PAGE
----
News & Events

Cancer through the lens of evolution

October 23, 2017

“What does not kill me, makes me stronger.” The oft-repeated maxim, (from Nietzsche’s Twilight of the Idols), offers a model of human fortitude. It could also serve as the motto of a cancer cell, emphasizing—with brutal precision—how treatment-resistant cancers outwit our best medical interventions.  Cancer owes its ability to colonize and devastate the body to the same Darwinian forces that have shaped all life on earth: chance mutation and natural selection....

Biodesign researchers featured in breast cancer foundation's national campaign

October 18, 2017

The Breast Cancer Research Foundation funds more than 275 researchers across 15 countries and six continents. Biodesign Institute executive director Joshua LaBaer, M.D., Ph.D., was asked to play a prominent role in BCRF’s international awareness campaign. As a BCRF grant recipient, LaBaer was selected for his work in identifying genes that are especially important on particularly aggressive types of breast cancer – and for his personal advocacy for breast cancer research: LaBaer's own...

All eyes on Alzheimer’s

September 21, 2017

Alzheimer’s, a mysterious disease of cognitive decline, was first recognized a century ago. The unremitting illness continues to frustrate the best efforts toward treatment or prevention. A tidal wave of new cases in the coming decades threatens to overwhelm the nation’s healthcare system and bring tragedy to millions more patients and their families. September 21st has been declared World Alzheimer’s Day by Alzheimer’s Disease International. The occasion offers an opportunity to...

Hear about the latest in breast cancer research

September 11, 2017

Biodesign Institute researcher and Mayo Clinic oncologist Dr. Karen Anderson was recently featured on "BCRF Conversations," the official podcast of the Breast Cancer Research Foundation. Anderson has had a long interest in breast cancer vaccine development, with a long-range goal to deliver vaccines to reduce the risk of breast cancer recurrence after surgery. Her research focuses on how the immune system can be harnessed to detect and alter cancer development.  In the podcast, she...

Living computers: RNA circuits transform cells into nanodevices

July 26, 2017

The interdisciplinary nexus of biology and engineering, known as synthetic biology, is growing at a rapid pace, opening new vistas that could scarcely be imagined a short time ago. In new research, Alex Green, a professor at ASU's Biodesign Institute, demonstrates how living cells can be induced to carry out computations in the manner of tiny robots or computers. The results of the new study have significant implications for intelligent drug design and smart drug delivery, green energy...

Partnering with U.S. Army to improve Ebola detection

July 19, 2017

To catch a serial killer, homicide detectives must quickly and accurately find clues. Trace evidence left at a crime scene will eventually reveal the killer’s presence and identity, but the detectives first have to know what to look for. Like a criminal hiding in plain sight, contagious pathogens spread by capitalizing on the delay between initial infection and telltale symptoms in their hosts. That reality was painfully clear during the 2014 Ebola outbreak where clinics struggled to...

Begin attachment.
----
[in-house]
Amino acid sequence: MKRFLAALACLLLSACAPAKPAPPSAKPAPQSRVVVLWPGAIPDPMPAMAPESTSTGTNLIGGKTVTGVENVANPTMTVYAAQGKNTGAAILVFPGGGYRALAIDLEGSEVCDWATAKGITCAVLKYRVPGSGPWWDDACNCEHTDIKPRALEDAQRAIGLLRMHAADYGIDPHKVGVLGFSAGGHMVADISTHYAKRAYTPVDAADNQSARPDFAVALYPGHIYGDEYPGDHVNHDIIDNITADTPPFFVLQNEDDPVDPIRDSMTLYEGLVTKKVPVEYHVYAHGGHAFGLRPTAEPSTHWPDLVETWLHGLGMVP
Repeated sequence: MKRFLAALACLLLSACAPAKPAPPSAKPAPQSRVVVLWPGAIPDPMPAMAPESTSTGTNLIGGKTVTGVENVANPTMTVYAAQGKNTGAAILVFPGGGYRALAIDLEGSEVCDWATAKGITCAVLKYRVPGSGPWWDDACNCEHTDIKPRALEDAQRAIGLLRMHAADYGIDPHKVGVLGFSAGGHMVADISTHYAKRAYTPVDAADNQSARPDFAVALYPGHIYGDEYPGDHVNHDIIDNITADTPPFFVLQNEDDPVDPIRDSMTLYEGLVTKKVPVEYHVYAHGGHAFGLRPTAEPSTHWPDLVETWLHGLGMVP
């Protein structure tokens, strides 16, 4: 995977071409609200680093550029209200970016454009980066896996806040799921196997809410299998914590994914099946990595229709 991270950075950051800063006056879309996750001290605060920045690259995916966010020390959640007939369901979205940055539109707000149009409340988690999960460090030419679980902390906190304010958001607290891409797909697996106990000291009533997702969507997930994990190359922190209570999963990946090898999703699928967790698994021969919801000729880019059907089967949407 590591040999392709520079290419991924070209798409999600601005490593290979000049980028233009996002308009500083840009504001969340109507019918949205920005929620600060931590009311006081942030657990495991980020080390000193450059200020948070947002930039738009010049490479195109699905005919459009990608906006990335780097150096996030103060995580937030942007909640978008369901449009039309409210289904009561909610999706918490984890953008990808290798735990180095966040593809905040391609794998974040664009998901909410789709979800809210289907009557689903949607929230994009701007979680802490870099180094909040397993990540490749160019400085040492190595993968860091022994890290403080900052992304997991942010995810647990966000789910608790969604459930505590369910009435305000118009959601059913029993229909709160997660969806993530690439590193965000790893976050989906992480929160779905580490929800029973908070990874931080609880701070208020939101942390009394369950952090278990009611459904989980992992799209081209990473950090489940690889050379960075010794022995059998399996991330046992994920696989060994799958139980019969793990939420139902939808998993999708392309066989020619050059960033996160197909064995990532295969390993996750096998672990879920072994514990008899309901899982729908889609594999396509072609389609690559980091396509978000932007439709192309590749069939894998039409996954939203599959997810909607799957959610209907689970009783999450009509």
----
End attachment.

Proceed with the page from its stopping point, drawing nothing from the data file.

Solving a sweet problem for renewable biofuels and chemicals

June 30, 2017

Whether or not society shakes its addiction to oil and gasoline will depend on a number of profound environmental, geopolitical and societal factors. But with current oil prices hovering around $50 dollars a barrel, it won’t likely be anytime soon. Despite several major national research initiatives, no one has been able to come up with the breakthrough renewable biofuel technology that would lead to a cheaper alternative to gasoline.  That research challenge led ASU scientists,...

New book explores cancer’s pervasive mysteries

June 12, 2017

Evolution is a propulsive force, working incessantly to reshape life on earth, from the lowliest single-celled organisms to the planet’s vast forests, insect and bird populations, oceanic life and diverse mammalian species. Like all living things, cancer cells are also subject to the stringent dictates of evolution. Indeed, cancer has proven to be among the most adept players in Nature’s ceaseless game. Evolution is the reason humans and other life forms are vulnerable to cancer and why...

ASU engineer working to develop disposable point-of-care sensor

June 5, 2017

As an electrical engineer, Associate Professor Jennifer Blain Christen has spent a good portion of her career dabbling in different fields. Her enthusiasm for exploring new and different ways of applying electrical engineering earned her the funding to leverage her expertise to create an innovative new diagnostic tool. The project aims to develop a disposable, point-of-care biosensor for rapid diagnosis and health monitoring, supported by a four-year, $1.8 million Smart and Connected...

$2.7M NIH award allows ASU professor to extend potential benefits of rapid TB test to children

May 12, 2017

Recently, a new Arizona State University invention by ASU Biodesign Institute researcher Tony Hu has resulted in the development of the world’s fastest and most accurate blood test for tuberculosis (TB). The test can provide new hope to physicians in the treatment of people infected with TB, with results in a just few hours instead of the week or two it currently takes with traditional methods. This new test, which Hu hopes to bring to the market soon, means patients who might have waited...